Chris Humphries continued: "There is rightly a desire to focus public resources where most impact will be felt and to include as many as possible within the world of work. We fully support the imperative to agree national principles around tripartite responsibility for lifelong education and training between the state, employers and the individual, and recognise that this must be part of any long-term solution to the pressure on limited public resources.
"We are delighted to see strong recognition of the need for appropriate information, advice and guidance. With a potentially expanding offer of unit-based qualifications, a greater complexity of job role and the development of many technological skills areas, it is critical that an appropriate infrastructure is provided to support all learners including adults. It is important that information, advice and guidance is of value to and is valued by the users and this is only likely to happen if the advice provided can be seen to come from an independent source and be impartial in nature.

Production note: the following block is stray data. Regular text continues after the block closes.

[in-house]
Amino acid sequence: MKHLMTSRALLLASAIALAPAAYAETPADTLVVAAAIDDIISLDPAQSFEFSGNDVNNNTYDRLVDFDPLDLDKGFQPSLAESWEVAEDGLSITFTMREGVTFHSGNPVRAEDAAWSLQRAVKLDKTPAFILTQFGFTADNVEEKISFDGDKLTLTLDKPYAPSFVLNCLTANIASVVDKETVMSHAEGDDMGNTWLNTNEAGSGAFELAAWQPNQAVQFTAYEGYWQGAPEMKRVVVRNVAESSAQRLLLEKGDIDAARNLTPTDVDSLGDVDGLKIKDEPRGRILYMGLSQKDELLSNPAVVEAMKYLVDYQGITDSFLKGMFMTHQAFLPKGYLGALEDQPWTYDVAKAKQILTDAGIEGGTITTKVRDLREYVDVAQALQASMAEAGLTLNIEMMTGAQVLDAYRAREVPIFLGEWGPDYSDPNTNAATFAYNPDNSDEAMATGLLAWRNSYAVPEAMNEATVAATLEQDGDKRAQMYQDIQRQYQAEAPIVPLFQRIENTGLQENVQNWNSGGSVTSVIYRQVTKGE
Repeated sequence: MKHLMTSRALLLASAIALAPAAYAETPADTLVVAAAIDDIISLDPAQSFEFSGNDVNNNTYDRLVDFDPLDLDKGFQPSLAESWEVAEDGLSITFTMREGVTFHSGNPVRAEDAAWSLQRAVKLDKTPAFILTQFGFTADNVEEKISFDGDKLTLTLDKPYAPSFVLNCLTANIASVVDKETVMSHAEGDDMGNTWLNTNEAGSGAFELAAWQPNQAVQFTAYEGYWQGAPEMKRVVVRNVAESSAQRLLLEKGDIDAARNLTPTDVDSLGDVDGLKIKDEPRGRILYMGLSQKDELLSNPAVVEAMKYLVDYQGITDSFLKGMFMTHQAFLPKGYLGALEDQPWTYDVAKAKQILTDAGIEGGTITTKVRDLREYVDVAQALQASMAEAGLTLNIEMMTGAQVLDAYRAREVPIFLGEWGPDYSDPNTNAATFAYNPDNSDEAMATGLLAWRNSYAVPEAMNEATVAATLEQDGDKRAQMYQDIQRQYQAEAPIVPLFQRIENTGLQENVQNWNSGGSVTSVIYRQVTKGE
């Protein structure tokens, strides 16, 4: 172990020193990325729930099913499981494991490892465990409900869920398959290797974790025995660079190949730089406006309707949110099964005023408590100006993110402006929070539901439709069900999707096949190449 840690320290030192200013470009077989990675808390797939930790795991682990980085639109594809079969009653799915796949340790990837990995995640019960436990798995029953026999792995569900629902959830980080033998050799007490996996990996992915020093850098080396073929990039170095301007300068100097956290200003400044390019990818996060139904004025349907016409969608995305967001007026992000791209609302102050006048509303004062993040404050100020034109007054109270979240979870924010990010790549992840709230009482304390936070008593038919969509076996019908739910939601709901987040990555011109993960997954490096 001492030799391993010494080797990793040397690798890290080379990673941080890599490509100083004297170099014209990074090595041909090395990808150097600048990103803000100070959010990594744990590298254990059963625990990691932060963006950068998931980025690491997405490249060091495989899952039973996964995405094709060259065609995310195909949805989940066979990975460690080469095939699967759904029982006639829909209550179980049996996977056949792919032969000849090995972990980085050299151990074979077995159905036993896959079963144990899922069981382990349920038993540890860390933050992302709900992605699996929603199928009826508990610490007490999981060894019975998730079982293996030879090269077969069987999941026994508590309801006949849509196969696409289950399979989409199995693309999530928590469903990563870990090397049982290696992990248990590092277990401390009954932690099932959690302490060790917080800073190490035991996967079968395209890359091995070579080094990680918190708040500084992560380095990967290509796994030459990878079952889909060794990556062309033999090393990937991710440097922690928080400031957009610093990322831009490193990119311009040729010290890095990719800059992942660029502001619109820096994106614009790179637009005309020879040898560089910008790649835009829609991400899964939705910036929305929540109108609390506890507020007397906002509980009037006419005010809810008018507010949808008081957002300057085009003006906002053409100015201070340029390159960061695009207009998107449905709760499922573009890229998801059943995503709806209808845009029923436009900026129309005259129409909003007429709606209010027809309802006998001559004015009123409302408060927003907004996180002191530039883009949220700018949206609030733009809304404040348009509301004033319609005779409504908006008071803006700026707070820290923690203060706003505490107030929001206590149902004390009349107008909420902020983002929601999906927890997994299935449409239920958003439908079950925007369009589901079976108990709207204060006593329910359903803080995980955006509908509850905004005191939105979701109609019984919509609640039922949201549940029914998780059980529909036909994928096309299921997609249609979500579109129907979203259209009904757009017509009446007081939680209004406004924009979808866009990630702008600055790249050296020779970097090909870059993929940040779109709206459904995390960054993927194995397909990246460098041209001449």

"The Leitch review is an excellent blueprint for change but the challenge lies in the detail. There is a long way to go to ensure that the UK competes with the best on a global basis. We must act now in order to ensure that we do not continue to lag behind the productivity rates of other developing countries. Being mediocre is not an option and we must raise our game. And we will only do this if we act upon these recommendations now."
The final report of the Leitch Review of Skills, 'Prosperity for all in the Global Economy: World Class Skills', is available at: http://www.hm-treasury.gov.uk/leitch